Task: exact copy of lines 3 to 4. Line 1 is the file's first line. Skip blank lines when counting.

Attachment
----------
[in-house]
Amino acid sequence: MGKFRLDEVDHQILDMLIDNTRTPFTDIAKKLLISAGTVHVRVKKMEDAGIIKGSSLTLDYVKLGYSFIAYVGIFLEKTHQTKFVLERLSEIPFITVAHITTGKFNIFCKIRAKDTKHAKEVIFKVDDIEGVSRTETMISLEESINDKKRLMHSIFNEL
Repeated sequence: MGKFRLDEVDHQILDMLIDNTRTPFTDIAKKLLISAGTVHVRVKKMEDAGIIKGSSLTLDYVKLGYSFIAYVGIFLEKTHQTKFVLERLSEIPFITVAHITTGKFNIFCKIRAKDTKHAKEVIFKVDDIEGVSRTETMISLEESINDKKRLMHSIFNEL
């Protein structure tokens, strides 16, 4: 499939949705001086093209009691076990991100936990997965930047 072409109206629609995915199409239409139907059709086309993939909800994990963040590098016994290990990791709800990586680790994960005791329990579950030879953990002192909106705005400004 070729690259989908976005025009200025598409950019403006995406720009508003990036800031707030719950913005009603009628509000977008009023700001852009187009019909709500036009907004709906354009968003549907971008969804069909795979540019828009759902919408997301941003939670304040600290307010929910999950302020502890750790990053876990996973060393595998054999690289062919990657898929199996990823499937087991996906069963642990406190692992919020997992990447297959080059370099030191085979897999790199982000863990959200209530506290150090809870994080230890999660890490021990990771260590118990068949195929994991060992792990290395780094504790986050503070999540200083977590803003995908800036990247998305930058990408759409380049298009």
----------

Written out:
Repeated sequence: MGKFRLDEVDHQILDMLIDNTRTPFTDIAKKLLISAGTVHVRVKKMEDAGIIKGSSLTLDYVKLGYSFIAYVGIFLEKTHQTKFVLERLSEIPFITVAHITTGKFNIFCKIRAKDTKHAKEVIFKVDDIEGVSRTETMISLEESINDKKRLMHSIFNEL
């Protein structure tokens, strides 16, 4: 499939949705001086093209009691076990991100936990997965930047 072409109206629609995915199409239409139907059709086309993939909800994990963040590098016994290990990791709800990586680790994960005791329990579950030879953990002192909106705005400004 070729690259989908976005025009200025598409950019403006995406720009508003990036800031707030719950913005009603009628509000977008009023700001852009187009019909709500036009907004709906354009968003549907971008969804069909795979540019828009759902919408997301941003939670304040600290307010929910999950302020502890750790990053876990996973060393595998054999690289062919990657898929199996990823499937087991996906069963642990406190692992919020997992990447297959080059370099030191085979897999790199982000863990959200209530506290150090809870994080230890999660890490021990990771260590118990068949195929994991060992792990290395780094504790986050503070999540200083977590803003995908800036990247998305930058990408759409380049298009």